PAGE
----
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Recommendation Letters Are More Important Than Ever

For many students, requesting letters of recommendation is low on the college application priority list. This, though, is a mistake. The latest research from the National Association for College Admission Counseling (NACAC) places letters of recommendation on par with students’ essays, demonstrated interest, class rank, and extracurriculars. Recommendation letters, then, should not be an afterthought; they should be a priority.

Asking for a Rec Letter

When you consider who should write your recommendation letter, prioritize using the following criteria:

1. Choose someone who knows you and who wants to see you succeed.

This is, by far, the most important criterion. Your recommendation letter should not be rote and impersonal – it should show clearly that the person writing the letter cares about your future. More and more, universities are looking to admit students who clearly exhibit their unique personality traits. Your grades and test scores will get you through the first review layers, but you will need to demonstrate your distinctiveness to gain admission. You can’t expect your college admissions officer to get to know you if your recommender doesn’t know you.

2. Choose someone who taught, coached, or mentored you recently.

At a minimum, you should choose someone who taught you, coached you, or mentored you in your sophomore year – ideally, you’ll choose someone from your junior year. If you are a senior presenting a letter from your freshman year English teacher, the letter is more likely to raise questions like, Why couldn’t you find someone who taught you more recently? The farther back you go, the less impactful your letter will be.

3. Choose at least one teacher who teaches a core subject.

Colleges are most interested in how well you’ve performed academically, and admissions officers understand classes like “English Composition”, “World History”, and “Biology”. Plus, some colleges require students to include recommendations from teachers in core subject areas. You might as well have one at the ready.

4. If you submit multiple letters, choose recommenders who complement one another.

Different people in your life will be able to highlight different strengths. If you have a recommendation letter from your Trigonometry teacher, for instance, you might supplement that with a letter from your art teacher.

Most teachers and other mentors will be honored that you sought them ought for a recommendation.

Rec Letter Rules to Live By

1. Don’t procrastinate.

Ideally, you will ask for recommendation letters late in your junior year. This will accomplish a few things: first, and most importantly, it will keep you from having to rush your recommender… which, let’s face it, is just rude. Second, it will allow your recommender time to write and rewrite your letter – this will undoubtedly make for a better recommendation. Third, if you ask well in advance of your peers, your recommender will be able to focus on you; especially if your recommender is a popular teacher who is likely to be approached by numerous students, this may be very important.

2. Schedule in person.

Unless your recommender now lives in a different city, ask in person. It makes a good impression and shows that you actually appreciate your recommender. If you send a “Will u write me a rec letter?” text, you’re basically saying, “I can’t be bothered to ask you in person, but will you spend hours and hours of your time to sing my praises?” If you respectfully ask for a recommendation in person, this will carry a much better impression. Ask in advance to schedule a short 5-10 minute meeting; this will show that you respect your recommender’s time, and it will allow your recommender to ask you questions and discuss his/her methodology (if applicable – see below).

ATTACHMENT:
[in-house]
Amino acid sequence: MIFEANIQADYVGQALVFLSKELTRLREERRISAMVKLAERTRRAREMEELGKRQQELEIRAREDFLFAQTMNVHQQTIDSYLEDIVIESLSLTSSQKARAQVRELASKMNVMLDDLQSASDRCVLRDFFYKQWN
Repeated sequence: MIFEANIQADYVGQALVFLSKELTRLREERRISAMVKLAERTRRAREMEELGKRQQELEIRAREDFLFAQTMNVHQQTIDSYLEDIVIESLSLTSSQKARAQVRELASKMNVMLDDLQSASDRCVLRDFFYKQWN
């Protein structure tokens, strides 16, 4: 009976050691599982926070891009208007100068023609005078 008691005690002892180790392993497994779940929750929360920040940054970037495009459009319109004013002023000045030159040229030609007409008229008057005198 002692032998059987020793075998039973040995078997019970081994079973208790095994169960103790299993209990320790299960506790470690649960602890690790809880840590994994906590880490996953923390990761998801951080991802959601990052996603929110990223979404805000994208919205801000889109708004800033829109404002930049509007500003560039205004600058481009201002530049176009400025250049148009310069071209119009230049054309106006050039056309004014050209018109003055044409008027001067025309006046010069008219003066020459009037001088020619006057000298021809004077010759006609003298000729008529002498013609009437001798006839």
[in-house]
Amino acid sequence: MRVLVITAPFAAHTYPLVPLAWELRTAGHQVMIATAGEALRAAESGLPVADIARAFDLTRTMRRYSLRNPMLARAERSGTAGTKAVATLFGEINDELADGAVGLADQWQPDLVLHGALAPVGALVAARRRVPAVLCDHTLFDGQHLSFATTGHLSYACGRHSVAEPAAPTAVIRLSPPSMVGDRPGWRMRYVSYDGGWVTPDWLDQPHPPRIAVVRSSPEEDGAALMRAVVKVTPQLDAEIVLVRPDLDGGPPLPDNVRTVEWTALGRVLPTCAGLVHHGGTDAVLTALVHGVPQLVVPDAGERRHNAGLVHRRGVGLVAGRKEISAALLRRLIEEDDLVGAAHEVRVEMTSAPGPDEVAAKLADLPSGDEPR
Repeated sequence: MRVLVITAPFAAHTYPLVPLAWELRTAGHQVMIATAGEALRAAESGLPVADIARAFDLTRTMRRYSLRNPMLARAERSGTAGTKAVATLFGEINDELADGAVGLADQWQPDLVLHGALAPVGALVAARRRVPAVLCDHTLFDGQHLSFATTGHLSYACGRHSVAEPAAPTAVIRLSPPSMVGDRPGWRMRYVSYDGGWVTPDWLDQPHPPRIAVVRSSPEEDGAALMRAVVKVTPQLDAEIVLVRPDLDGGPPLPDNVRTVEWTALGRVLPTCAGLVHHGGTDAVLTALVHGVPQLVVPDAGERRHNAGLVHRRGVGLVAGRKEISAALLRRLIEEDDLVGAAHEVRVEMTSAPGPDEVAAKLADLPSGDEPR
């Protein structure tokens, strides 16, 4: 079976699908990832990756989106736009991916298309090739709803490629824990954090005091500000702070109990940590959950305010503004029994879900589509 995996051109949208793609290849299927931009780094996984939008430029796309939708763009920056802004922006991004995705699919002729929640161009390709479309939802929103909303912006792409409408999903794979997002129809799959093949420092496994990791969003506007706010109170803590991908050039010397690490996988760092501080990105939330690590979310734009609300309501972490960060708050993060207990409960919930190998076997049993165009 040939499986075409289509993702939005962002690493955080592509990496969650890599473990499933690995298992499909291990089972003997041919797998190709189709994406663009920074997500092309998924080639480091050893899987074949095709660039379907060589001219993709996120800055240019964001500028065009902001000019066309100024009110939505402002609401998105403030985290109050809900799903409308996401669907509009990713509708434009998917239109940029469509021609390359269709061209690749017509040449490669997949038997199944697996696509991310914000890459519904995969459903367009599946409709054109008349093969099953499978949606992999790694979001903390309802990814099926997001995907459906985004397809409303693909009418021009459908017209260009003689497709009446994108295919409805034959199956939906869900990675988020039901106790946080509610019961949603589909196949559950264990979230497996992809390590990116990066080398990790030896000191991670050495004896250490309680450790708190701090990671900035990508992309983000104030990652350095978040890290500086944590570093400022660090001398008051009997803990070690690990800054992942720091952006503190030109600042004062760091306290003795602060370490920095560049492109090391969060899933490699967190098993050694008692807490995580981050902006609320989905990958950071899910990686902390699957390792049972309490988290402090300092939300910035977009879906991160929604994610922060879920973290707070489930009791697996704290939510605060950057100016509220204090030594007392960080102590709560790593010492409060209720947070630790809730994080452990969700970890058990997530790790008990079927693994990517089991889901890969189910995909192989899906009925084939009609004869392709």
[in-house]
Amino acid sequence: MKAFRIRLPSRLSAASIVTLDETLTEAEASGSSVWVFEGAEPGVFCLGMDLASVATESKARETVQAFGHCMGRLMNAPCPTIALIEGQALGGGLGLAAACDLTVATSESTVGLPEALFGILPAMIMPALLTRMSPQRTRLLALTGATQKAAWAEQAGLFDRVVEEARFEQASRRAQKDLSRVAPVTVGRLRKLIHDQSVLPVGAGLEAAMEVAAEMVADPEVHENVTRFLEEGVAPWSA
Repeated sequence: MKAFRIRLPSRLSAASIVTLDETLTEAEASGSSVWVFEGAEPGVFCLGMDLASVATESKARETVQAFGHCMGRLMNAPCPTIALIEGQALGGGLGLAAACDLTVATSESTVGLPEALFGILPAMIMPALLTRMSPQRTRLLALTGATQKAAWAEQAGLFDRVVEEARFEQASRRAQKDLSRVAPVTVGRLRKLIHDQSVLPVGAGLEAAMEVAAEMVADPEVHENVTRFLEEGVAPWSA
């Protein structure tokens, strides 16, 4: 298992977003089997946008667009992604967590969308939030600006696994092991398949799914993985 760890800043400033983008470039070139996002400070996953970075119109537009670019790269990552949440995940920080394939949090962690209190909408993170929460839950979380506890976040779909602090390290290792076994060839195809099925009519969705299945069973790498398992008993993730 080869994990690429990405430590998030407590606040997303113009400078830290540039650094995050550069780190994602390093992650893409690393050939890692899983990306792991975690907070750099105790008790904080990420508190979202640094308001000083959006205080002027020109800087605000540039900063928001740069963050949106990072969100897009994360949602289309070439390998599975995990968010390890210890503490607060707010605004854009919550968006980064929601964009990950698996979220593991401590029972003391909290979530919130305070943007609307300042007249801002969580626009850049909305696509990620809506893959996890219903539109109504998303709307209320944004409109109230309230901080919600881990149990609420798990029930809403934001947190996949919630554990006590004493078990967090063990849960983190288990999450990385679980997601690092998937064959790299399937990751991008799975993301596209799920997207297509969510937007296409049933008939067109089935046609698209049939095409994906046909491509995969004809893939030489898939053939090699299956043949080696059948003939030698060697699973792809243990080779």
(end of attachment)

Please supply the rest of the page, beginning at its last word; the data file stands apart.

3. Respect your recommender’s methodology.

The more beloved the recommender, the more requests he/she is likely to receive. Popular teachers, coaches, counselors, etc. will likely have developed a system over the years. Be sure to respect that system. If someone askes you to complete a questionnaire, submit an official recommendation request through a website, or even write up your own letter that he/she can edit, do it.

4. Send a follow-up email.

If your recommender says yes, assist the process by sending a follow-up email. It doesn’t have to be entailed, and it doesn’t have to contain beautiful prose. Just follow this simple format:

  • Subject: Letter of Recommendation Follow-Up (Deadline: MM/DD)

  • Intro: Dear Mr./Mrs./Ms. Doe,

  • Body, which should include the following:

    • A sincere thank-you

    • A sentence like, “I want to make the process easier for you, so I have included my resume and a list of questions and answers that I thought might be helpful.”

    • A paragraph outlining why you appreciate your recommender, what you got from the class (if your recommender is a teacher), and what you hope to have contributed to class

    • A bullet-list of the important things that any recommender should include:

      • Schools to which you’re applying

      • Deadline for your recommendation letter

      • Major (if chosen)

      • Career aspirations

      • GPA

  • Attachments:

5. Send a Thank You note.

Even if your recommender loves you – perhaps especially if your recommender loves you – rec letters can be grueling work. If someone goes above and beyond for you, be sure to show your appreciation.

At the end of the day, it's not complicated - stick to tried-and-true when it comes to the recommendation letter process: be respectful, be timely, and be gracious.

- Randy Biggs

Owner, Heritage College Prep

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